From the Desk of Deacon Richard… June 21, 2015

June 21, 2015

Dear Parish Family,

I survived almost 4,000 miles of driving; ten days in a conference hotel in Portland, Oregon; and getting lost in Lincoln, Nebraska. I am glad to be back, glad that trip is over, and am very much looking forward to being back at Mass in my home parish this Sunday. I am also far too exhausted to write anything intelligent for this column, and so I present the Sunday Bulletin’s first ever color-your-own “From the Desk of Deacon Richard” message:

BVM Coloring Page

Please, though! No coloring during the homily.

Dcn. Richard

From the Desk of Deacon Richard… June 14, 2015

June 14, 2015

Dear Parish Family,

I am writing this letter from a hotel room in Portland, Oregon, on Sunday afternoon a week before the Bulletin in which this will be printed. I’m in Portland on a business trip and I went to Mass this morning at Holy Rosary Catholic Church, which is a Dominican parish near the hotel in which I am staying. I will be here all week, and will start the long drive back to Raytown next Sunday after their 7:00 am Mass. I’d actually like to get on the road earlier than that, but there is no way I’m starting the drive back without going to Mass first.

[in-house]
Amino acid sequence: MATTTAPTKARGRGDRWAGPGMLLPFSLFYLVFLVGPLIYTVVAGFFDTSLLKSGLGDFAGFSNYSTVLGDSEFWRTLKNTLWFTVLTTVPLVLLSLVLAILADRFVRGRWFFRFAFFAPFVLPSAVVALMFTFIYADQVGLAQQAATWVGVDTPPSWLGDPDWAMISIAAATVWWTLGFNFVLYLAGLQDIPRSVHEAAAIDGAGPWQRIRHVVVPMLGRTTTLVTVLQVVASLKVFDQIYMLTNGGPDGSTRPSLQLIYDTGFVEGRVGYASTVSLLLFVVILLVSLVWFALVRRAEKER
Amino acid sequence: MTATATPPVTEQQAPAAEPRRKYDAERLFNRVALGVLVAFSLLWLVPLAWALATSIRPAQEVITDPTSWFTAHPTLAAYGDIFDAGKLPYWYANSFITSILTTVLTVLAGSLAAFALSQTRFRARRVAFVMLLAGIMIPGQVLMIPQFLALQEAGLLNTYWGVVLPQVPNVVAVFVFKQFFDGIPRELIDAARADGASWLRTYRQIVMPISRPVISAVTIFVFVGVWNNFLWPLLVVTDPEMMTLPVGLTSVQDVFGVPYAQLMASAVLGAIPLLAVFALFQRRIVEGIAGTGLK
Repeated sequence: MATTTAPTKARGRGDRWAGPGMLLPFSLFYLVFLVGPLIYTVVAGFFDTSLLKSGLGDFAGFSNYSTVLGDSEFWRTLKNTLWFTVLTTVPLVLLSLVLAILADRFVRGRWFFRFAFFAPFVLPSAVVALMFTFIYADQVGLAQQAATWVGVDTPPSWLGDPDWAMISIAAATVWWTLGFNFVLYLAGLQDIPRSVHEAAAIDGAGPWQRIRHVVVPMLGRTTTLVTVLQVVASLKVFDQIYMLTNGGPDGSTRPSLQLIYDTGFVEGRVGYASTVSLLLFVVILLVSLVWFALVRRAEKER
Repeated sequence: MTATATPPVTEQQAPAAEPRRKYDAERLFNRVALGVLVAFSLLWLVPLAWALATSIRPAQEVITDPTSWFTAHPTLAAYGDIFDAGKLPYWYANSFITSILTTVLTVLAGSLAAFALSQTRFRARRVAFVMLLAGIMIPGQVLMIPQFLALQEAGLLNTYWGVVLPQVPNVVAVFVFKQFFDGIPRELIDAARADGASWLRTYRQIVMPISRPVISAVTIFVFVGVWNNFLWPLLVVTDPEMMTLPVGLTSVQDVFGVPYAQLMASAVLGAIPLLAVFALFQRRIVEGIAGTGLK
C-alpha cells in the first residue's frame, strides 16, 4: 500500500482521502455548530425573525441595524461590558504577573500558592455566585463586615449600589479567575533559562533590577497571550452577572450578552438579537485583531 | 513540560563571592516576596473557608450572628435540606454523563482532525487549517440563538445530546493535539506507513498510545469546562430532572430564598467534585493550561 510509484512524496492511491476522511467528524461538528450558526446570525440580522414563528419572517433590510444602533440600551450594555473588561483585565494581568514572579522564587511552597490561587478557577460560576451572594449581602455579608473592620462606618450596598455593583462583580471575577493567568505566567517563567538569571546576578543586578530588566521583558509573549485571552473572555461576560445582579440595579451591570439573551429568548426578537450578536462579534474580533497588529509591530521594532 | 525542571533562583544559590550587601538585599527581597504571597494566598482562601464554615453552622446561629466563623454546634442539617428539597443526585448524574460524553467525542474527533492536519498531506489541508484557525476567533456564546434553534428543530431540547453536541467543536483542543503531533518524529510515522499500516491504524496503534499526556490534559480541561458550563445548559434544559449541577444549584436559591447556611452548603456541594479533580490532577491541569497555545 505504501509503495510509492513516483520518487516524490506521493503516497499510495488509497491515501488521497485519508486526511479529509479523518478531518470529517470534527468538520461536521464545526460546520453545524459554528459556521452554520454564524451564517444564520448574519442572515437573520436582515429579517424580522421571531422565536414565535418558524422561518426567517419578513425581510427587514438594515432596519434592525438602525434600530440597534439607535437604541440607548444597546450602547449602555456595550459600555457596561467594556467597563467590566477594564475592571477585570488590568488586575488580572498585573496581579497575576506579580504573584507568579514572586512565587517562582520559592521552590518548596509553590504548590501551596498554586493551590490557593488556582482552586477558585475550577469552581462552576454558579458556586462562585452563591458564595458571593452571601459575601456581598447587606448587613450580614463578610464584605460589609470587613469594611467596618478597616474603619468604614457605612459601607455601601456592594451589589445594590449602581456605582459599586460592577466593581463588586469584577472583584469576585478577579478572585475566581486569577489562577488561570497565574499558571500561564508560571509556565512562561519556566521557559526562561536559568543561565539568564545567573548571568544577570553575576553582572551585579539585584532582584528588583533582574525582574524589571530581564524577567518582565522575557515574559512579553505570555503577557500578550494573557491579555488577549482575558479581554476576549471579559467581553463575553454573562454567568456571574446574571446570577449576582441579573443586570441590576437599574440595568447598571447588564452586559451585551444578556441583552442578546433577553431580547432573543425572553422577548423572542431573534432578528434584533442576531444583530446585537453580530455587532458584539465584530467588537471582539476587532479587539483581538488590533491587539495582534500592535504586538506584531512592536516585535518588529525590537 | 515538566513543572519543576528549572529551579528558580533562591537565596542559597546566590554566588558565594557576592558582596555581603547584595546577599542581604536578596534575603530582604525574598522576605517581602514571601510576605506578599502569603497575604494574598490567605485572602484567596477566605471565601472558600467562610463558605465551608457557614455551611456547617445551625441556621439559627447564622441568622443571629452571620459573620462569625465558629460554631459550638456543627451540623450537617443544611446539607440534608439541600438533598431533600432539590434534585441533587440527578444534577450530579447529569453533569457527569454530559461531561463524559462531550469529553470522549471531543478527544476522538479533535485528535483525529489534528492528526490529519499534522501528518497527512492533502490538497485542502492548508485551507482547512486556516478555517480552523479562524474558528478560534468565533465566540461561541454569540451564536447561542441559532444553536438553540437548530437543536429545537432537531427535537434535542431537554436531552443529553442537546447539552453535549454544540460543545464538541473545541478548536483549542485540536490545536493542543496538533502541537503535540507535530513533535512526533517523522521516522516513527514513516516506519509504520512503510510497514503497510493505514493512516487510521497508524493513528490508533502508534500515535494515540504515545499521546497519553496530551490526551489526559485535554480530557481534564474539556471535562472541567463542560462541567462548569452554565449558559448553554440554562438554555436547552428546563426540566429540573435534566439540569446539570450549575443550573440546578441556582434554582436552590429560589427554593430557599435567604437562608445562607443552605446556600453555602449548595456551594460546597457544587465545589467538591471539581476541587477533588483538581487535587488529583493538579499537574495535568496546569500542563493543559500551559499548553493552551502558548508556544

Holy Rosary parish is a very nice, traditional Catholic parish with an altar rail, a marble altar, and stained glass windows that feature a Dalmatian in each one. I enjoy visiting other parishes when I’m away from Lourdes, but there is no parish like your home parish and I am always glad to come back.